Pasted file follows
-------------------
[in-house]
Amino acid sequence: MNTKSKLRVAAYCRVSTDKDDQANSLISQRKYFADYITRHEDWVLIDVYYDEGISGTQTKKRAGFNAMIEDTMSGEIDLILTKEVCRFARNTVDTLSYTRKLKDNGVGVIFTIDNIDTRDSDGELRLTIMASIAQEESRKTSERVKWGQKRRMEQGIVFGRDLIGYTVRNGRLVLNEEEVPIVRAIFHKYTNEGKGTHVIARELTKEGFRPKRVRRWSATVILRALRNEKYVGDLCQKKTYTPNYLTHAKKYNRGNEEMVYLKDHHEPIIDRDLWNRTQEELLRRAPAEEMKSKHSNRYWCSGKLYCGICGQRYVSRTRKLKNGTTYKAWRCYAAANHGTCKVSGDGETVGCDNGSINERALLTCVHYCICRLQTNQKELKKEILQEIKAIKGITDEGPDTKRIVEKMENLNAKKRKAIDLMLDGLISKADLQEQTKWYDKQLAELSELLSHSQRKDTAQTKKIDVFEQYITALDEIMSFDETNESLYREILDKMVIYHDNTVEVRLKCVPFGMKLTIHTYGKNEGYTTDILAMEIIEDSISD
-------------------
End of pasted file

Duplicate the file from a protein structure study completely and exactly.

[in-house]
Amino acid sequence: MNTKSKLRVAAYCRVSTDKDDQANSLISQRKYFADYITRHEDWVLIDVYYDEGISGTQTKKRAGFNAMIEDTMSGEIDLILTKEVCRFARNTVDTLSYTRKLKDNGVGVIFTIDNIDTRDSDGELRLTIMASIAQEESRKTSERVKWGQKRRMEQGIVFGRDLIGYTVRNGRLVLNEEEVPIVRAIFHKYTNEGKGTHVIARELTKEGFRPKRVRRWSATVILRALRNEKYVGDLCQKKTYTPNYLTHAKKYNRGNEEMVYLKDHHEPIIDRDLWNRTQEELLRRAPAEEMKSKHSNRYWCSGKLYCGICGQRYVSRTRKLKNGTTYKAWRCYAAANHGTCKVSGDGETVGCDNGSINERALLTCVHYCICRLQTNQKELKKEILQEIKAIKGITDEGPDTKRIVEKMENLNAKKRKAIDLMLDGLISKADLQEQTKWYDKQLAELSELLSHSQRKDTAQTKKIDVFEQYITALDEIMSFDETNESLYREILDKMVIYHDNTVEVRLKCVPFGMKLTIHTYGKNEGYTTDILAMEIIEDSISD